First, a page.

We first establish that I(β,β) < I(0,0) for a symmetric distribution with σ > 2. The result then follows from the fact that I(α,β) is a continuous decreasing function of α. Take the derivative of ρ(β) ≡I(β) to yield

$$ \frac{d\rho (\beta )}{d\beta} =\frac{1}{\sigma -1}{[\frac{(1-\tau)}{\xi} ]}^{\frac{1}{\sigma -1}}{\int}_{\underline{w}}^{\overline{w}} {z^{\frac{\sigma} {\sigma -1}}\{{[1+\beta [1-2H(z)]]}^{\frac{1}{\sigma -1}-1}\}[1-2H(z)]h(z)dz}. $$
(10)

Let the median wage be wM. The above is negative if and only if

$$\begin{array}{@{}rcl@{}} &&{\int}_{\underline{w}}^{w_{M}} {z^{\frac{\sigma} {\sigma -1}}\{\left[ 1+\beta [1-2H(z)] \right]^{\frac{1}{\sigma -1}-1}\}[1-2H(z)]h(z)dz}\\ &&{\kern58pt} <{\int}_{w_{M}}^{\overline{w}} {z^{\frac{\sigma} {\sigma -1}}\{{[1+\beta [1-2H(z)]]}^{\frac{1}{\sigma -1}-1}\}[2H(z)-1]h(z)dz} . \end{array} $$
(11)

Using symmetry, which implies g(x) ≡ h(wMx) = h(wM + x), and reversing the limits of integration we arrive at (12) which is equivalent to (11):

$$\begin{array}{@{}rcl@{}} {\int}_{0}^{\frac{\overline{w} -\underline{w}}{2}} {{(w_{M}-x)}^{\frac{\sigma} {\sigma -1}}\{{[1+\beta \left[ 1-2H(w_{M}-x) \right]]}^{\frac{1}{\sigma -1}-1}\}[1-2H(w_{M}-x)]g(x)dx}\\ <{\int}_{0}^{\frac{\overline{w} -\underline{w}}{2}} {{(w_{M}+x)}^{\frac{\sigma} {\sigma -1}}\{{[1+\beta [2H(w_{M}-x)-1]]}^{\frac{1}{\sigma -1}-1}\}[1-2H(w_{M}-x)]g(x)dx}.\\ \end{array} $$
(12)

To show that (12) holds it is sufficient to show that (13) holds weakly for x = 0 and strictly for all \(x\in \left (0 \right .\frac {\overline {w} -\underline {w}}{2}]\).

$$\begin{array}{@{}rcl@{}} &&{(w_{M}-x)}^{\frac{\sigma} {\sigma -1}}{[1+\beta \left[ 1-2H(w_{M}-x) \right]]}^{\frac{1}{\sigma -1}-1}\\ &&{\kern95pt} \le {(w_{M}+x)}^{\frac{\sigma} {\sigma -1}}{[1+\beta [2H(w_{M}-x)-1]]}^{\frac{1}{\sigma -1}-1}. \end{array} $$
(13)

Clearly, (13) holds weakly for x = 0 since H(wM) = 1/2. We now show that (13) holds strictly for \(x\in \left (0 \right .\frac {\overline {w} -\underline {w}}{2}]\), which implies \(\frac {\overline {w} -\underline {w}}{2}\le w_{M}\). So we have 2H(wMx) < 1 and, given that \(\frac {1}{\sigma -1}-1<0\) for σ > 2, it follows that

$$ {[1+\beta [1-2H(w_{M}-x)]]}^{\frac{1}{\sigma -1}-1}<{[1+\beta [2H(w_{M}-x)-1]]}^{\frac{1}{\sigma -1}-1}. $$
(14)

Finally, (14) and (wMx) < (wM + x) implies that (12) holds strictly for

$$x\in \left( 0 \right.\frac{\overline{w} -\underline{w}}{2}]. $$

(ii). Follows from part (i) and Proposition 1. □

Proof of the Lemma

Observe that γ(wM,α,β) can be written as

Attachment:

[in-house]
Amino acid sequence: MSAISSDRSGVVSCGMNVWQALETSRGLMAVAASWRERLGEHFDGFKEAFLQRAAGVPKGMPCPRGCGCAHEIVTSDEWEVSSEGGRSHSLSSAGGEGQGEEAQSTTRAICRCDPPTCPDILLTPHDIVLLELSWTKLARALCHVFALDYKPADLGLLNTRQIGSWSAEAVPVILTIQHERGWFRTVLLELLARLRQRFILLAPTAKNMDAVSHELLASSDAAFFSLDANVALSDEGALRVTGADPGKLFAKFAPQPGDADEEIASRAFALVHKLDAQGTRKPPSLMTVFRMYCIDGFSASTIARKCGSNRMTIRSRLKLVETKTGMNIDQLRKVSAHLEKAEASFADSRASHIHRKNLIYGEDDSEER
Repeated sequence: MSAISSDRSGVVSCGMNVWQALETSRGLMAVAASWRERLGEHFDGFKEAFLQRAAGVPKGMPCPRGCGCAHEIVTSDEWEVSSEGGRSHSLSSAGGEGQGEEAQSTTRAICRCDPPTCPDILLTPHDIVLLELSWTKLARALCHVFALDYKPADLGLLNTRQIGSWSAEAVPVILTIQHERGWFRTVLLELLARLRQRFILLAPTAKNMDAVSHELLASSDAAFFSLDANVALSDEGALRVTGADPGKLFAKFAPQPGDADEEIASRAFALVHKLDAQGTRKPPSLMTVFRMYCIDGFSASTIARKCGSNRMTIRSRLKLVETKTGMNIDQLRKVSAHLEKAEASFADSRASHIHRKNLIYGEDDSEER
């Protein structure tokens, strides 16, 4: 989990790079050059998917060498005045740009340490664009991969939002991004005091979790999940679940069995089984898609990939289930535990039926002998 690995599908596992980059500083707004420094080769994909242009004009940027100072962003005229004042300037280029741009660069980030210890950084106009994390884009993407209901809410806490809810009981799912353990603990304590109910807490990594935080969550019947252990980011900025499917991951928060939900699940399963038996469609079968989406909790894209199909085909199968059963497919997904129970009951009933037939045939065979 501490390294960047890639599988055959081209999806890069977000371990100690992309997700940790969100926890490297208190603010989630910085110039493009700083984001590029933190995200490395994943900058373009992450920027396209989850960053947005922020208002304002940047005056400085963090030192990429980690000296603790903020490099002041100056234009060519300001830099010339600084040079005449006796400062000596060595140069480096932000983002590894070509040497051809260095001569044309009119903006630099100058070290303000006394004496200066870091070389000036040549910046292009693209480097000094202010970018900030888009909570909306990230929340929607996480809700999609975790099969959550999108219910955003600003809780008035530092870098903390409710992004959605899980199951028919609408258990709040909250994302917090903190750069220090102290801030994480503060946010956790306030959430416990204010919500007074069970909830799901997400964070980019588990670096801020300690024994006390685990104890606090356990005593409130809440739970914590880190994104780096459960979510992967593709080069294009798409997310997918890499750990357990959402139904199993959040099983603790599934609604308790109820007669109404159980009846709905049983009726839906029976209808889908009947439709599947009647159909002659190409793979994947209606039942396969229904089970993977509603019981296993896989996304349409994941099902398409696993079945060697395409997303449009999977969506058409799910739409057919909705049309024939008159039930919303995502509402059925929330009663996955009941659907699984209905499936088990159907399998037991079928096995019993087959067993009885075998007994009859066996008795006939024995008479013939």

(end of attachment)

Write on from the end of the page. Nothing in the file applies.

$$\begin{array}{@{}rcl@{}} \gamma (w_{M},\alpha, \beta )&\equiv& \frac{1}{\sigma -1}(\frac{1}{2})[\beta \int\limits_{w_{M}}^{\overline{w}} {zL(z,\tau )} 2h(z)dz-\alpha \int\limits_{\underline{w}}^{w_{M}} {zL(z,\tau )} 2h(z)dz]\\ &+&(\frac{\beta} {2})[{\int}_{w_{M}}^{\overline{w}} {zL(z,\tau )} 2h(z)dz-w_{M}L(w_{M},\tau )]\\ &&+(\frac{\alpha} {2} )[w_{M}L(w_{M},\tau )-{\int}_{\underline{w}}^{w_{M}} {zL(z,\tau )} 2h(z)dz]. \end{array} $$
(15)

Average income of those above the median is given by \({\int }_{w_{M}}^{\overline {w}} {zL\left (z,\tau \right )} 2h(z)dz\) and average income of those below the median is given by \({\int }_{\underline {w}}^{w_{M}} {zL(z,\tau )} 2h(z)dz\). For all β > 0 and α ∈ [0,β] the sum in the first bracketed term is positive since average income of those above the median is greater than average income of those below the median. The sum in the second bracketed term is positive because average income of those above the median is greater than the median income. The sum in the third bracketed term is positive because median income is greater than the average income of those below the median. □

Proof of Proposition 5

Let τM denote the most preferred tax for an other-regarding median agent and let τS denote the most preferred tax for a selfish median agent. The condition α = β implies that labor income for the selfish median voter equals that of the inequality averse median voter; namely, wML(wM,τ). Thus, τS must satisfy

$$ -w_{M}L(w_{M},\tau^{S})+{\int}_{\underline{w}}^{\overline{w}} {[zL(z,\tau^{S})+\tau^{S}z\frac{\partial L(z,\tau^{S})}{\partial \tau} ]} h(z)dz= 0. $$
(16)

Now if we evaluate the expression in (7) at τ = τS we get

$$-w_{M}L(w_{M},\tau^{S})+{\int}_{\underline{w}}^{\overline{w}} {[zL(z,\tau^{S})+\tau^{S}z\frac{\partial L(z,\tau^{S})}{\partial \tau} ]} h(z)dz+ \gamma (w_{M},\alpha, \beta )>0. $$
(17)

Given that τM must satisfy (6) it follows that τM > τS. □

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Murray, M.N., Peng, L. & Santore, R. How does inequality aversion affect inequality and redistribution?. J Econ Inequal 16, 507–525 (2018). https://doi.org/10.1007/s10888-018-9389-7

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Keywords

  • Income distribution
  • Inequality aversion
  • Redistribution